Not for the first time, a boffin is on his way to radically changing a sport. This time it’s the way tennis coaches can make use of technology to improve their charge’s tactics.
The Australian reports that a USA-based Aussie, Damien Saunder, is collecting data from Hawkeye files to better guide tennis players on where to place their serves, for example. Saunder is a geospatial designer specialising in online mapping and data visualisation. He grew up playing tennis and AFL in Wangaratta.
“Tennis is a spatial game, meaning that the location of the ball or where a stroke or player is and therefore we can begin to understand the spatial patters about the sport”, Saunder said. “Many sports, like football, basketball and baseball have been using analytics for years to explore potential unknown patterns about the game, their players and opponent’s tactics”.
Currently, analysis of this sort is in widespread use by AFL and NRL clubs and the Australian Institute of Sport to check how well their players are doing, where they run, jump or swim, where injuries occur and how much work they do – and more.
Saunder’s technique goes well beyond the data you might have already seen on Hawkeye screens. For example, it not only looks at where the server places the ball but also how well the receiver handles it.
The underlying technology seems ideally suited to working out how best to design a greyhound track. Science will beat opinion any time.
A small example is already here as Tasmanian thoroughbreds carry a GPS marker to allow authorities to pinpoint their exact positions at various stages of the race and then calculate sectional times accurately. (What a pity they can’t move on to local dog races, where existing practices are hopelessly in error).
Full marks for GRV in its effort to rebuild the Healesville straight track. I had thought it improved considerably on the previous version – and it probably did. However a review of the heats of the Cup racing last Sunday revealed a great deal of unpredictable lateral movement, mostly from dogs veering over to the rail and the inside lure. Even dogs racing out wide were crabbing their way along, keen to get a better sight of the lure.
Relatively, little of that happens at Capalaba in Queensland, where they use a centre drag lure. So how best to do it?
HISTORY REPEATS ITSELF
At Wentworth Park on Saturday Xylia Allen did what she normally does and won. Sweet It Is did what she normally does and lost. They ran 41.76 and 42.15 respectively.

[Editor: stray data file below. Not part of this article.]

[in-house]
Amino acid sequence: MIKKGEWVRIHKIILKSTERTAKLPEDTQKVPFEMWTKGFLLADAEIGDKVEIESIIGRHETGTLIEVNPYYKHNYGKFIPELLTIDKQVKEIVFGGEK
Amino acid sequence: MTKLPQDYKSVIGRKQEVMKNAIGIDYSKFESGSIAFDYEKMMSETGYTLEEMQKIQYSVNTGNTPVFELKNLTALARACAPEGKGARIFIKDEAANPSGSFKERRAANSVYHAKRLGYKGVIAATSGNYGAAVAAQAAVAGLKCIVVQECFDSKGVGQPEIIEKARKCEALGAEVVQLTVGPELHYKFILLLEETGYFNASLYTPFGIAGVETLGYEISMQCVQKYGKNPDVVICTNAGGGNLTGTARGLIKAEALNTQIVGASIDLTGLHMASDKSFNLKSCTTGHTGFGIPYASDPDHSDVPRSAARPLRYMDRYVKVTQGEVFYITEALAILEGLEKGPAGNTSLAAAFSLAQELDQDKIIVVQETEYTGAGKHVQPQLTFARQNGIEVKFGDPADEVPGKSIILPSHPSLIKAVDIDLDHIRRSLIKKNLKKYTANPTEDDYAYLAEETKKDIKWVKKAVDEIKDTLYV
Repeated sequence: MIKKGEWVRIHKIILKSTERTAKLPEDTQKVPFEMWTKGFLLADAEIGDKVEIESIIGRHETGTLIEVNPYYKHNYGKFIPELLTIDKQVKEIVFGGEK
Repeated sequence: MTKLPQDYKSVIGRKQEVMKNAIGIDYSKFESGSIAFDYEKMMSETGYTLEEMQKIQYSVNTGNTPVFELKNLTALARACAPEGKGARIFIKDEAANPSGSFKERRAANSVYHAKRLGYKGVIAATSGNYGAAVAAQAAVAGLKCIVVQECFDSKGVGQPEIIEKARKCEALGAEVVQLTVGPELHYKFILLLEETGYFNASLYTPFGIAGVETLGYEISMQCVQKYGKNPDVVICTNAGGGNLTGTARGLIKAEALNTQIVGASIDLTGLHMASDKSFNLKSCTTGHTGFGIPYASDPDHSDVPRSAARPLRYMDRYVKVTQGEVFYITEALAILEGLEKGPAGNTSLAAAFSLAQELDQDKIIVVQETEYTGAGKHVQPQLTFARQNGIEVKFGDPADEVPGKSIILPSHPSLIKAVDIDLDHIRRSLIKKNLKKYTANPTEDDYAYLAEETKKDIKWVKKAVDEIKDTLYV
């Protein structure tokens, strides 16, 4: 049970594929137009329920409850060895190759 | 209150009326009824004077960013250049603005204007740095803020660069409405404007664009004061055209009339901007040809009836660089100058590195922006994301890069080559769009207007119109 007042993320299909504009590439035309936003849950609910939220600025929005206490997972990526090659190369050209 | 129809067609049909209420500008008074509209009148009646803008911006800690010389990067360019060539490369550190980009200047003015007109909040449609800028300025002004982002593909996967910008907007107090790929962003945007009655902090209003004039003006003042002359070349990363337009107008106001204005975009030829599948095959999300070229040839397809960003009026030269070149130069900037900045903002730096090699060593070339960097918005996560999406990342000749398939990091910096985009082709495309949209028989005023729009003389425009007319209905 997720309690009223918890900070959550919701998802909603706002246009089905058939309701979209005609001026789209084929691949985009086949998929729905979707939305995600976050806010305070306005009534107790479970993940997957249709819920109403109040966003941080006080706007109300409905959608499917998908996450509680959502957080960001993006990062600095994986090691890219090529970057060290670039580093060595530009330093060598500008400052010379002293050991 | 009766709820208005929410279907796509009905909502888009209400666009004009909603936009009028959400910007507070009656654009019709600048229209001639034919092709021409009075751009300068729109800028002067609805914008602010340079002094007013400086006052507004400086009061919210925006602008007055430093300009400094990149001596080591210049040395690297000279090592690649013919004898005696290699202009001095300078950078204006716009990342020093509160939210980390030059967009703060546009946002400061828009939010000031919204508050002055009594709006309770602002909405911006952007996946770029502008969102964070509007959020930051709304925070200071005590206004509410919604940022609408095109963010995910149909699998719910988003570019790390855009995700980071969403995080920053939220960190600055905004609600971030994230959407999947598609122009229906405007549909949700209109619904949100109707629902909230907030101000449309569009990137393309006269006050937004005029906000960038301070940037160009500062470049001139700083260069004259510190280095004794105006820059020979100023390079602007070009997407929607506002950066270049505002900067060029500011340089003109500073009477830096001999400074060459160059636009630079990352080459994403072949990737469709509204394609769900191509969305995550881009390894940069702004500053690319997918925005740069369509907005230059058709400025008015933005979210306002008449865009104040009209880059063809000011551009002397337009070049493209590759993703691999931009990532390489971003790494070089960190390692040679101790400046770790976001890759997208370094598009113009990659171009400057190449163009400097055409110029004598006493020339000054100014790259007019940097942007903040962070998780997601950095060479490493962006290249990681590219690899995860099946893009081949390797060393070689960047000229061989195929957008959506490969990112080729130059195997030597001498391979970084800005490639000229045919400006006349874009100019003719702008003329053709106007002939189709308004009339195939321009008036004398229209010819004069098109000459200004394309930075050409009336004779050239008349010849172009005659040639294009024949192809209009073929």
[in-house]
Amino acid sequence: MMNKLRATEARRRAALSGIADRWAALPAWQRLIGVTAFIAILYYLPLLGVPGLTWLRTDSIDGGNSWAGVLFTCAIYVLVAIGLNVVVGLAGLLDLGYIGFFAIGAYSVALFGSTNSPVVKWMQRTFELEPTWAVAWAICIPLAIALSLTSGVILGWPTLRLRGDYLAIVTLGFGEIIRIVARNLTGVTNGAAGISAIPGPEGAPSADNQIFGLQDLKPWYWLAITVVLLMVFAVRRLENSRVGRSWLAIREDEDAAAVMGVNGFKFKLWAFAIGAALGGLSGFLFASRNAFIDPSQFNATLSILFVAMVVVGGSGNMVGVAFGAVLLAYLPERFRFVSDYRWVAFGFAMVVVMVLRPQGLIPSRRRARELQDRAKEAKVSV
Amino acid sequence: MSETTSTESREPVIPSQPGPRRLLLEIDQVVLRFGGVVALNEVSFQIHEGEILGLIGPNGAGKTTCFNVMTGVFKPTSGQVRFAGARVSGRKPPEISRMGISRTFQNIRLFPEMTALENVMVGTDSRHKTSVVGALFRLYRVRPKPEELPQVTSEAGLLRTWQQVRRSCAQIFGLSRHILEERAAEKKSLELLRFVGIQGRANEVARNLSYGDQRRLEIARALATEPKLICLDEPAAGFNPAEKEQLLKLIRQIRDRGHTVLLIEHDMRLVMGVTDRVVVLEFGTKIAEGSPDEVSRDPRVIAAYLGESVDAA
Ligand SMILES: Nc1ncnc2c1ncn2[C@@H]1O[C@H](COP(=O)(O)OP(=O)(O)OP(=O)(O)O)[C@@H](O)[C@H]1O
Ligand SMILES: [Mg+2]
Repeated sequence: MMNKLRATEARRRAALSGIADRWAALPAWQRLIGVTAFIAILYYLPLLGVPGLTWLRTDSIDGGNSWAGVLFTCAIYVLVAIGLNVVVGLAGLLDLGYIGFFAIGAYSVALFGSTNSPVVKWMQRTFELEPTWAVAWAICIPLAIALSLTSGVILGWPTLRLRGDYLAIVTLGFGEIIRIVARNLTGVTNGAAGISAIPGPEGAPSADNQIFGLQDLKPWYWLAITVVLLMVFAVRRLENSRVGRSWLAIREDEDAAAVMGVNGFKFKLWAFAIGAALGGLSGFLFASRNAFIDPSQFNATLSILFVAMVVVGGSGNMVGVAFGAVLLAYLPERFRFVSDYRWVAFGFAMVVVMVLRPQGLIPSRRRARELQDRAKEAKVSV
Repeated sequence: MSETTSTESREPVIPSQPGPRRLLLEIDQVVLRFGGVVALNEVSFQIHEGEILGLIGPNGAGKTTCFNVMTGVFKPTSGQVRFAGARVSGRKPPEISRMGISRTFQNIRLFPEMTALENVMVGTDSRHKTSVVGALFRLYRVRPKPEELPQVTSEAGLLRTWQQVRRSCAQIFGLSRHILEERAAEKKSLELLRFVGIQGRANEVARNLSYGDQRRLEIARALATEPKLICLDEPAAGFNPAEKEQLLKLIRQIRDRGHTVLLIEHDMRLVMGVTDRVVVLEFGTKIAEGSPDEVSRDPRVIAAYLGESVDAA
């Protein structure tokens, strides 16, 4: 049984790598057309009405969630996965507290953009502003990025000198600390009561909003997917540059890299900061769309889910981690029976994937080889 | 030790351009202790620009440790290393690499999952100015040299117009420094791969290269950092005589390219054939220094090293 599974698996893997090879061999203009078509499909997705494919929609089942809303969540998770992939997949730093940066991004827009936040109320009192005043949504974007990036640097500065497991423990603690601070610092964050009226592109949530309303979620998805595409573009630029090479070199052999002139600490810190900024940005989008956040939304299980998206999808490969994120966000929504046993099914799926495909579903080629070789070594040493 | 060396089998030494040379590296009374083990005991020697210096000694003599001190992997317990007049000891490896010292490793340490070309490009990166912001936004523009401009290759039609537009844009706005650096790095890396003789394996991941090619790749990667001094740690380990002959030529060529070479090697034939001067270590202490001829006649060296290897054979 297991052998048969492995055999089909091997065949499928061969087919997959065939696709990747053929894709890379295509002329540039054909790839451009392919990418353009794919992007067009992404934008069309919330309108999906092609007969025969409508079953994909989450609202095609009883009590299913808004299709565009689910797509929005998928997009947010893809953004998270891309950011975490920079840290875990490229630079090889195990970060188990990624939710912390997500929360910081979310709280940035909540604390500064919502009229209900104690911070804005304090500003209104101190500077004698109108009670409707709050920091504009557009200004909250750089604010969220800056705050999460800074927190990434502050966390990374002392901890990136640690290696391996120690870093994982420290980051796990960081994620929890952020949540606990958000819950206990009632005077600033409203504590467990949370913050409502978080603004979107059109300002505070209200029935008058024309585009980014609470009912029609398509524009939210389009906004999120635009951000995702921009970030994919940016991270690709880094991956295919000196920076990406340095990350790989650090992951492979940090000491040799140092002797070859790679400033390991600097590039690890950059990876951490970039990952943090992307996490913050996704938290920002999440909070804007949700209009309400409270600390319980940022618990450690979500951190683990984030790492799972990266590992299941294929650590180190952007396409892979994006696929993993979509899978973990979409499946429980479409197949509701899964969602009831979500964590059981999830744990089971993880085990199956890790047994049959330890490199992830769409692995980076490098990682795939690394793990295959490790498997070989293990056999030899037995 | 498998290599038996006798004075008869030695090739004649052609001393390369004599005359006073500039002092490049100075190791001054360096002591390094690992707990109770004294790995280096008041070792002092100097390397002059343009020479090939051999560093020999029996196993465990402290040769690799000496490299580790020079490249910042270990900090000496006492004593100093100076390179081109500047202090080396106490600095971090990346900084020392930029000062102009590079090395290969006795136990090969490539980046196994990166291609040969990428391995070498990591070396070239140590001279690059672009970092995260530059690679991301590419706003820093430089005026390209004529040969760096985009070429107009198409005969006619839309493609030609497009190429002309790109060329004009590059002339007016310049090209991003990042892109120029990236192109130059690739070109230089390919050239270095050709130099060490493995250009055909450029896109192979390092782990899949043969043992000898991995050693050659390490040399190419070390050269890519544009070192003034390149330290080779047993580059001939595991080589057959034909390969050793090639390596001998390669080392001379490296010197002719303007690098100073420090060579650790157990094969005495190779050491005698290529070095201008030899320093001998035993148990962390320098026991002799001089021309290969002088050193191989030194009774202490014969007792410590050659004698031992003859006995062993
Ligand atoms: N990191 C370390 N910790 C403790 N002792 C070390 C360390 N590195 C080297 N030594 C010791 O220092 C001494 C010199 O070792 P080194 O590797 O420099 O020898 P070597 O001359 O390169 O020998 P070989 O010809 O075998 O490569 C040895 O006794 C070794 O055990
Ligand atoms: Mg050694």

Xylia Allen gets out quickly and leads. Sweet It Is comes out slowly and has to find her way through the maze, usually getting held up a couple of times. Those have always been their patterns and that’s what happened at Wenty.
And that’s why the result at Cannington in the Nationals was an aberration – a top effort from both but still an aberration. As were their relative starting prices. Sweet It Is may well have improved slightly over the last couple of months but that still does not make her a reliable bet in a top race. Apart from the winner, her opposition in the Chairman’s Cup heat was not too marvellous yet punters paid dearly to see her go down at $1.30. If you put a dollar on her both times, you are now losing money.
It’s not just these two. For years now the majority of top staying races have been taken out by leaders. Their staying capacity comes second. See, for example, Bentley Babe, Flashing Floods, Irma Bale and perhaps Dashing Corsair. Admittedly, genuine staying types have often been thin on the ground but that’s another story again.
It also makes another point. While a change of kennel to a top mentor may well produce good results (as with Sweet It Is), you can’t make a silk purse out of a sow’s ear. Sometimes, the stories concentrate on the successes, and ignore the failures, much as punters will tell you about their wins but never their losses. Essentially, Sweet It Is is still what she always was – a talented but slow-beginning stayer.
The bigger disappointment at Wenty was the poor showing of Dusty Moonshine, which was only a shadow of the dog that ran in the 41.90s three times in a row. It would not have beaten Xylia Allen anyway but a fading 42.54 after a good start tells us it was nowhere near its best form. It simply was not fit enough for this class and will not make the final.
Now to the future. Based on its history, Xylia Allen will not be able to repeat its heat time with the final only seven short days away. Whether it can still win is the hard question. Odds-on, look on!
DOLLARS AIN’T DOLLARS
I refuse to read, digest or believe any more stories about record prize money unless the authors first correct their data for inflation. Just to take one example, Xylia Allen, for all her brilliance, would not live with a former “record” money winner, Rapid Journey, if you put them up ten times in a row. Nor with Miata at the other end of the distance scale. Xylia Allen does score in the versatility stakes, but is probably best served over the middle distances.
That inflation, incidentally, has occurred not just in broad economic terms but it the way the industry allocates prize money. Neither of those other two dogs competed for $250,000 to $350,000 first prizes in relative or absolute terms.
Somebody with the data should set, say, the year 2000 as a base and adjust everything back to that level.